Decentralized Control: Understand the advantages

Moving motor-control functions from a central control cabinet onto a machine or the plant floor puts control devices closer to the motors actuating the process. With appropriate planning, explains SEW Eurodrive (, such designs deliver significant cost savings in engineering time and materials, and through the automation's life cycle.


White paper addresses other decentralized control issues

Moving motor-control functions from a central control cabinet onto a machine or the plant floor puts control devices closer to the motors actuating the process. With appropriate planning, explains SEW Eurodrive ( ) , such designs deliver significant cost savings in engineering time and materials, and through the automation's life cycle. Savings result from less wiring, smaller control panels, reduced installation times through drive and motor precommissioning, improved machine performance, less maintenance and fast replacement of electronic components without wiring.

Decentralization can occur at many levels, the company says, from a motor starter or drive located at the motor to a fully decentralized system with a variable-frequency drive, overload protection, motor disconnect switch, I/O and bus module, in one package installed on or near the motor. In the early 1990s, decentralized control applications began in Europe. The automotive industry adopted it first in North America, SEW Eurodrive says, because it simplified production-line changes and reduced engineering costs. Decentralized design is now considered for many applications, including material handling and packaging.

Applications cost 30 percent less

Implementations with 10 or more motors are best for decentralized designs, such as large conveyor systems for material-handling applications in logistics, packaging, food and beverage processing and automotive assembly. Centralization requires more wiring, covering wider areas.

Field tests show total savings of up to 30 percent, due to less engineering time, fewer components, less wiring, smaller panels, smaller PLCs and faster installation, debugging and commissioning.

Seven ways to savings

1. Panel savings. In a decentralized system, the motor disconnect switch, overload and bus capability are built into the drive, mounted near the motor. Local I/O connections reduce the number of components.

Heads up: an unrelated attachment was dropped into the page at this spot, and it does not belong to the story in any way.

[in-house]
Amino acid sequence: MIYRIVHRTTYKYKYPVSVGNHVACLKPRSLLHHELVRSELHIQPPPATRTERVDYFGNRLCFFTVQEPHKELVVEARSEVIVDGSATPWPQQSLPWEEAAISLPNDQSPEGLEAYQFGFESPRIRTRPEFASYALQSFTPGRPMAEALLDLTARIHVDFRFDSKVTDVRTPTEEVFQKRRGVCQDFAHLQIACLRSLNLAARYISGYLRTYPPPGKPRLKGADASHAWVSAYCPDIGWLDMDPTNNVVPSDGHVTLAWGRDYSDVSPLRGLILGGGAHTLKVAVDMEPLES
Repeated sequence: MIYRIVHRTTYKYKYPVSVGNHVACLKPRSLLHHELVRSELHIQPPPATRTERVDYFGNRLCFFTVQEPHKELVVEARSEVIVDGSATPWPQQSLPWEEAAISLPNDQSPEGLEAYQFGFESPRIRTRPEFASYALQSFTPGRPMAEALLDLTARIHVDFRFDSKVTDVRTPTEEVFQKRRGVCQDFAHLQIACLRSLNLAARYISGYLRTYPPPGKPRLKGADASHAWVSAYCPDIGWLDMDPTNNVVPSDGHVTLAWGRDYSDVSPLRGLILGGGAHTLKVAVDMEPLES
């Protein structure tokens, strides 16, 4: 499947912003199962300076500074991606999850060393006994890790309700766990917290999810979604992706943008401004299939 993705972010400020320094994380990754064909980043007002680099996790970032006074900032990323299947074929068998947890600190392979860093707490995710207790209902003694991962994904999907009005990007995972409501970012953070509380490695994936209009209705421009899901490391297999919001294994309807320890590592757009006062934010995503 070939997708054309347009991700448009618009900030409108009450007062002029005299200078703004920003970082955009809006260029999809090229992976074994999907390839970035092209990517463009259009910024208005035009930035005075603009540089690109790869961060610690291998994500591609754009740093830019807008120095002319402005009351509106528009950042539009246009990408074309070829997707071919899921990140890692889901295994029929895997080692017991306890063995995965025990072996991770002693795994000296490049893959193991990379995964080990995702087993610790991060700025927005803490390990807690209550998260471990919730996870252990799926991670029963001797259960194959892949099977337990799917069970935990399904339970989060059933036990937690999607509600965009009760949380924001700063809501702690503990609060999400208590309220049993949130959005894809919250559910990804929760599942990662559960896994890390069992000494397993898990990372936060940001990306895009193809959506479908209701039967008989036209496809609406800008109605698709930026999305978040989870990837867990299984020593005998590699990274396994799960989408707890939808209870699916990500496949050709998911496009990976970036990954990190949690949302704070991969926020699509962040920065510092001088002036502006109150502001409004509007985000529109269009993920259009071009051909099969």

2. Fewer wires from a central location to motors results in less potential for cross-talking noise and electromagnetic interference—a major source of machine downtime. Subsequent changes or upgrades to add sensors are easier.

3. Less complexity translates to easier commissioning and lower maintenance costs. Troubleshooting, repairs or replacing failed components are faster.

4. Programming is easier; simpler logic devices in the field each carry only the code for a specific set of activities, so the PLC can be smaller and less expensive, since its primary function becomes system monitoring over Fieldbus or Ethernet protocols. Systems compatible with IEC 61131-3 standard languages provide options; most drives have pre-programmed application routines, which reduces programming and debugging time and eases commissioning.

5. While the use of a digital industrial network or Fieldbus isn't always needed, such communication capabilities can provide important control data, speed, ramp, unit status and other information for more efficient operations.

6. “Right-size” the drive. Don't buy into the suggestion that decentralized control requires that drives withstand 150 percent of normal operating current; a 1-hp drive serves a 1-hp system in all applications, except, perhaps, in rare high-cycling operations, where a high starting torque is needed.

7. Get what you need.

Most decentralized systems include an integrated, UL-rated motor disconnect switch (although an IP69k-rated system does require a UL-rated disconnect be placed away from washdown areas).

A starter, even a soft starter, doesn't modulate starts and stops as well as a variable-frequency drive (there's very little price difference between starters and drives).

One drive can handle multiple motors (with 62 potential nodes, an SEW system can control up to 186 motors—three times that of some other systems, the company says).

Some systems integrate motor brake control without a separate brake relay. A brake resistor can dissipate regenerative energy from deceleration.

Architectures with a safety circuit eliminate the need for contactors, resulting in estimated $650 in savings for each 5-hp drive in components (by using one safety relay instead of one safety relay and two contactors for each drive).

Connector options and plug-in cables eliminate manual wiring and related errors.

More information is available:

SEW Eurodrive , 864/439-7537

Author Information

Edited by Mark T. Hoske, editor in chief, Control Engineering,

White paper addresses other decentralized control issues

Information in this article is based on SEW Eurodrive's white paper, “Frequently Asked Questions on Decentralized Control,” which provides more details on the topic. Additional areas covered include system options, cabling, sensor types that can be used, dip switch programming, environmental ratings, and differences in maintenance and repair.

Control Engineering Resource Center, free with registration, has the white paper:

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